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Roger Ray: Livingstone’s record-setter earns CIAA’s big honor

A great collegiate career comes to a close ...

Wayne HInshaw file photo/for the Salisbury Post … Livingstone guard Roger Ray (4), center, was usually the center of the defense’s focus, but he still averaged 23 points per game this season.

By Dennis Davidson


SALISBURY — The basketball season didn’t go all that well for the Livingstone men’s basketball team, but you could say that star guard Roger Ray made the most of it.

Ray, a senior from Raleigh, was voted the CIAA’s Player of the Year, even though the Blue Bears finished with a 13-17 record. He scored 698 points, averaged 23 points per game and became his school’s all-time leading scorer.

The 5-10 guard scored in double figures in all 30 of the Blue Bears’ games, hitting 30 points or more in seven of those contests. He also scored 20 or more points in 20 games.

Ray set the Livingstone career scoring record early in the season — on Dec. 5, with a 45-point performance in a 128-122 double-overtime win over Virginia State.

The Blue Bears’ season finale came on Feb. 27, a loss to Winston-Salem State in the CIAA Tournament quarterfinals in Charlotte. Ray scored just 11 points in that contest, but it lifted him to a career total of 2,007.

But the points are a little hollow for Ray. After coach James Stinson’s team went 17-12 in 2018-19, coaches voted Livingstone to finish atop the league’s Southern Division.

The respect made sense. The Blue Bears were returning virtually the same team this season. However, Livingstone stumbled to sixth-place in the division and went 5-12 in league games.

“It’s a bittersweet feeling to be done,” Ray said last Thursday, on spring break in Raleigh. “It was a tough season and we just had to play the cards we were dealt.”

Ray was usually the focus of opposing defenses, but still manage to put up huge numbers — evidence of his talent. The respect for Ray around the CIAA led to the Player of the Year award, which he called “a blessing.”

“Roger’s hard work put him in the position to win the CIAA Player of the Year, but I know he would have rather had a CIAA championship,” said Stinson. “That’s a tribute to what he’s done and people recognize his work. It’s been a pleasure to be able to coach him and to help him with not only basketball, but with life. I just wish we could have sent him out with a championship.”

A four-year player and three-year starter for Stinson, Ray now looks forward. He has real aspirations of playing professionally, whether it’s in the NBA or overseas.

Ray said that last summer, he attended the Mamba Sports Academy in California, which became even more known in January when its founder, Kobe Bryant, was killed in a helicopter crash, along with his daughter and seven others.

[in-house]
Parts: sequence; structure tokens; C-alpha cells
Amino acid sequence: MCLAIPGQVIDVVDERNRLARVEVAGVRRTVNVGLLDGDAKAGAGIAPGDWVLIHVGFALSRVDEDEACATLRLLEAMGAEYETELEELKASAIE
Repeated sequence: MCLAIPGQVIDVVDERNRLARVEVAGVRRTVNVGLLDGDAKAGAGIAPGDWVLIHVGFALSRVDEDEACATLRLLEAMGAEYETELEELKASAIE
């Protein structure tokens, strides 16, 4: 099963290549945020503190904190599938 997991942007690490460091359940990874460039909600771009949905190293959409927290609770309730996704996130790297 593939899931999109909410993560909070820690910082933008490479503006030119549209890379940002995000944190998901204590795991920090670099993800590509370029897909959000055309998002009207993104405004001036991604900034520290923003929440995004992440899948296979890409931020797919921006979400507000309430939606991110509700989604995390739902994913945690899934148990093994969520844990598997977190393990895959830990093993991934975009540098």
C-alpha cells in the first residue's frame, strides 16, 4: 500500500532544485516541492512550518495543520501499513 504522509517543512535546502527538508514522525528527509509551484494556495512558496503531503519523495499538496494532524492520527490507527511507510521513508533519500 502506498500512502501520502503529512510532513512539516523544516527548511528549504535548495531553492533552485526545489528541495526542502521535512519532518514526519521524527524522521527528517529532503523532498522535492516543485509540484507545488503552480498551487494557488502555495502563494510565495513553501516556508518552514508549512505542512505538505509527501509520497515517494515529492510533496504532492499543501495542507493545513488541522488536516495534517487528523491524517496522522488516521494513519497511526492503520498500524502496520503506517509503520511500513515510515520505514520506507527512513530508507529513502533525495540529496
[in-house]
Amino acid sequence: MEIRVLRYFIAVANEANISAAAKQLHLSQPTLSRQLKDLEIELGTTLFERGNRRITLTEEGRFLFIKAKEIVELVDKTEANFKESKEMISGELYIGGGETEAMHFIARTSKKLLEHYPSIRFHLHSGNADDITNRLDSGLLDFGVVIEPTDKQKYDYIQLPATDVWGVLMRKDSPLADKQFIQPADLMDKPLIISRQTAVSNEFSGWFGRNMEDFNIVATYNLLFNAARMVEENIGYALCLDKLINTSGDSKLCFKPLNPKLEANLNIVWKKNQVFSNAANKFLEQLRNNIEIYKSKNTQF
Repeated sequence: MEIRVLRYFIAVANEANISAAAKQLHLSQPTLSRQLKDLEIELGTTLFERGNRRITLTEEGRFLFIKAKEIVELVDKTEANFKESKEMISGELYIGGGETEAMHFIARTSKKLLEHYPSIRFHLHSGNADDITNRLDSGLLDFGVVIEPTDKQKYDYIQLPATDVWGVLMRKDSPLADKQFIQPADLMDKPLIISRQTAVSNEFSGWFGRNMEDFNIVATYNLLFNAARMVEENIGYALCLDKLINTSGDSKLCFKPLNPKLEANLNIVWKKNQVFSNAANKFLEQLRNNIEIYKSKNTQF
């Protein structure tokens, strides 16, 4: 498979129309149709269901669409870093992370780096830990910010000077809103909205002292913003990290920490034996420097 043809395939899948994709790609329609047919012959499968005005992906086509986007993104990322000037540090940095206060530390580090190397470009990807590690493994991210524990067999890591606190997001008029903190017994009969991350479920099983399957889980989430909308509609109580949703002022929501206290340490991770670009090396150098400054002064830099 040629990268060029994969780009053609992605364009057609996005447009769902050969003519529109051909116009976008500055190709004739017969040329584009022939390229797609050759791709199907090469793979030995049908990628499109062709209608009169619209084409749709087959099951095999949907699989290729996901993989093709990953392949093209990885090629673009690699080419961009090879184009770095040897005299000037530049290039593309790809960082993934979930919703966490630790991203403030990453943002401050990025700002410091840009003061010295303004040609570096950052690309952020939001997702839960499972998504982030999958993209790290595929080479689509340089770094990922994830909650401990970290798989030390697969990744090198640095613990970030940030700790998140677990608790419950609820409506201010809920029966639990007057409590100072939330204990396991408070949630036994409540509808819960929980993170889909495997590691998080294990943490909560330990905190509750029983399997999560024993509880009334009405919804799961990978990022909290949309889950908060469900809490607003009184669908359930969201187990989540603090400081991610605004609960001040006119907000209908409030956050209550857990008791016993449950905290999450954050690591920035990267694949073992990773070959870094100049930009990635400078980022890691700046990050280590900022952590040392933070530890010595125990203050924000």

Ray said he plans to return to the academy soon for pre-NBA draft workouts.

“I’m entering the draft and I’ll be leaving soon for the academy,” he continued. “My dream is closer than ever. I’m just excited to start an NBA journey, to go work out for these teams and show them what I’ve got to offer.”

Ray offered that he already has enough credits to graduate in May, but plans to continue his current classes online. He said that it’s important to immediately start “this process of getting locked in on trying to play at the next level.”

Ray acknowledged, too, that his time at Kobe’s academy last year was eye-opening.

“They expanded my mind to the fact that I can play with these guys, who were at another level than I was,” said Ray. “It helped me understand that my dreams are actually sustainable. If I keep going, continue to work at the gifts that God gave me, I’ll be fine.

“First, it was like a dream, being out there,” continued Ray, “but when you get up close and personal, you say, ‘oh man, I can play with these dudes at a high level.'”

Ray attended Word of God School in Raleigh, before finishing in 2016, at Concord Prep, which he said “catapulted me into college basketball.”

Ray said he was recruited by several schools, both Division I and Division II. He accepted Stinson’s offer to Livingstone, as Fayetteville State, according to Ray, jumped in too late.

“LC was a good situation to show what I can do,” added Ray. “I played four years with no red-shirt — played straight out of the gate. I got playing time but didn’t start much. It was a ‘pay my dues’ situation. I had ups and downs, so I just had to make the best of it.”

Ray has majored in business entrepreneurship at Livingstone and whenever basketball does end for him, he’ll be ready.



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